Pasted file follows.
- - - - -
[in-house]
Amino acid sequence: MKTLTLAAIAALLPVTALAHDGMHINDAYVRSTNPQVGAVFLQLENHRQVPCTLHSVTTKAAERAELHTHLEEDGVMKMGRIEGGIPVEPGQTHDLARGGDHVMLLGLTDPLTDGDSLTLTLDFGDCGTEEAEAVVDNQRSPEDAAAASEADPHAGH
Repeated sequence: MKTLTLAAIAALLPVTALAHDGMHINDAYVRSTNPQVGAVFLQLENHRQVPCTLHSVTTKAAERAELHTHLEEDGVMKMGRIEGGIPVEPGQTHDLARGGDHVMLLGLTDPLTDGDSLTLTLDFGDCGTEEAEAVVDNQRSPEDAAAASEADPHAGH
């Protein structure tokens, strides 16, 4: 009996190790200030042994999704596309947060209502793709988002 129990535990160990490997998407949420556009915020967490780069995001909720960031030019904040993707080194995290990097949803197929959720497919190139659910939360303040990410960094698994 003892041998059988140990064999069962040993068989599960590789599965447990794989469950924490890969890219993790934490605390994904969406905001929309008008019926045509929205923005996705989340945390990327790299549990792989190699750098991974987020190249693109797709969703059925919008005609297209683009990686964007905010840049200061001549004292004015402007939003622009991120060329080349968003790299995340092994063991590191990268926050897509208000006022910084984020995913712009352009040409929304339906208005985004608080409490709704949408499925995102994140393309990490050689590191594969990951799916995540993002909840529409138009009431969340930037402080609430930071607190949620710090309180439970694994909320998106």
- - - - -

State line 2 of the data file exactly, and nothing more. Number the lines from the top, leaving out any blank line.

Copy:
Amino acid sequence: MKTLTLAAIAALLPVTALAHDGMHINDAYVRSTNPQVGAVFLQLENHRQVPCTLHSVTTKAAERAELHTHLEEDGVMKMGRIEGGIPVEPGQTHDLARGGDHVMLLGLTDPLTDGDSLTLTLDFGDCGTEEAEAVVDNQRSPEDAAAASEADPHAGH